Looking towards estate planning changes under new administration
Tax changes are expected under the new administration. We don’t know how quickly President Joe Biden will move to enact his tax proposals, or whether the Democrats’ thin margin in Congress will be a moderating force.
Many analysts believe that economic recovery will be the administration’s first priority, meaning we might not see immediate action. But the pandemic has required high levels of government spending that could accelerate demand for tax increases.
Now is the time to be talking with an estate planning attorney to review potential tax changes and consider whether you want to implement certain strategies sooner rather than later.
The following proposals were included in Biden’s campaign plans and may require planning:
Decrease in estate and gift tax exemptions: Biden has proposed decreasing the federal estate and gift tax exemptions. The estate tax exemption could drop to the pre-Tax Cuts and Jobs Act level of $5 million per individual, adjusted for inflation, or as low as 2009-levels of $3.5 million per individual, according to some analysts. Anything over the exemption amount could be subject to a 40% estate and gift tax, or an increased top tax rate of 45%.
Currently, the federal estate tax exemption is $11.7 million per individual. Without further legislative action, this exemption will sunset on December 31, 2025, reverting to $5 million, adjusted for inflation.
Increase in long-term capital gains (LTCG) tax: Biden has expressed an intention to increase LTCG taxes for taxpayers earning more than $1 million per year. If you fall into that category, you may want to reduce your exposure to high dividend paying stocks or funds with large capital gains distributions in your taxable accounts.
If you have large investments you were expecting to sell off in the next few years, you may want to accelerate those plans and sell now in order to take advantage of the lower rate. Likewise, business owners who are considering an exit may also want to speed up their transition plans. At this point, you need to weigh maximizing business value against maximizing net after-tax proceeds.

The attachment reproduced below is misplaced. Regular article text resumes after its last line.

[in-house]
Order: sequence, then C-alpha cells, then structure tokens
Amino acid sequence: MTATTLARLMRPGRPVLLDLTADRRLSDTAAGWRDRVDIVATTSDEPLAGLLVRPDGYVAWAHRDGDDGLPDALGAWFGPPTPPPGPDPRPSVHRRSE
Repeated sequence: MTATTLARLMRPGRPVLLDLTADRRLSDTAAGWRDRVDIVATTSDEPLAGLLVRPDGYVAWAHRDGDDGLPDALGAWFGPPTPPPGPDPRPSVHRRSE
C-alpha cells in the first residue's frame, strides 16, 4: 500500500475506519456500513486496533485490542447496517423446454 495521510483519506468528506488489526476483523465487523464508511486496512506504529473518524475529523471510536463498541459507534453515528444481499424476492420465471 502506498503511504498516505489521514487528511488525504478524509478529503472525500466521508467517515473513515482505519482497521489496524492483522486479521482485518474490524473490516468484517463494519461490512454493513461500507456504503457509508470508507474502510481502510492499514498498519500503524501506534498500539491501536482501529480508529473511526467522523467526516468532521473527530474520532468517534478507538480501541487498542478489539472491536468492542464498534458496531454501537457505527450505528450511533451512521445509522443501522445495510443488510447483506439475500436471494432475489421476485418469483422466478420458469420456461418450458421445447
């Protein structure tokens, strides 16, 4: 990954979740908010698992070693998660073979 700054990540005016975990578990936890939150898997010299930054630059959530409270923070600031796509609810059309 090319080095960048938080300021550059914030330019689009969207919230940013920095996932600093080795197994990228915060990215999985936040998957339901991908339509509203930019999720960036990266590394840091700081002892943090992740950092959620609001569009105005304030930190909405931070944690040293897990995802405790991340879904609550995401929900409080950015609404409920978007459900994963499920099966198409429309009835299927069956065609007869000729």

Flat tax credit on retirement contributions: Biden has proposed eliminating the deductibility of retirement plan contributions, and instead providing a flat retirement plan contribution credit of 26%. That would make retirement contributions less attractive for taxpayers in higher tax brackets and could make after-tax retirement vehicles more popular for those savers.
Removal of stepped-up basis: Currently, when you leave property to an heir, the basis of that property is “stepped up” to the market value at the time of your death. That means your heirs can receive the increased value of that asset without having to pay capital gains taxes.
Under Biden’s campaign tax proposal, this stepped-up basis would go away. Your heirs would have to use the value the asset had when you purchased it when calculating taxes. Essentially, if you purchased an asset for $1 million, but it was valued at $5 million when it was inherited, your heirs would have a tax burden on the $4 million gain.
Cap on itemized deductions: Biden’s plan could cap itemized deductions at 28% and restore the “Pease limitation,” which would phase out itemized deductions for taxpayers with income above $400,000. For taxpayers accustomed to making large, tax-saving charitable gifts, this could significantly reduce their tax benefits.
Generally, tax legislation is applied on a go-forward basis, meaning we might not see changes until January 1, 2022, or later. However, mid-year changes as well as retroactive effective dates are possible.
Tax changes are often unpopular and some of the moves outlined above (particularly changes to the step-up in basis) will be met with resistance. Work with your estate-planning advisor to create flexible estate and gift plans that can pivot with fluctuating tax laws whenever possible.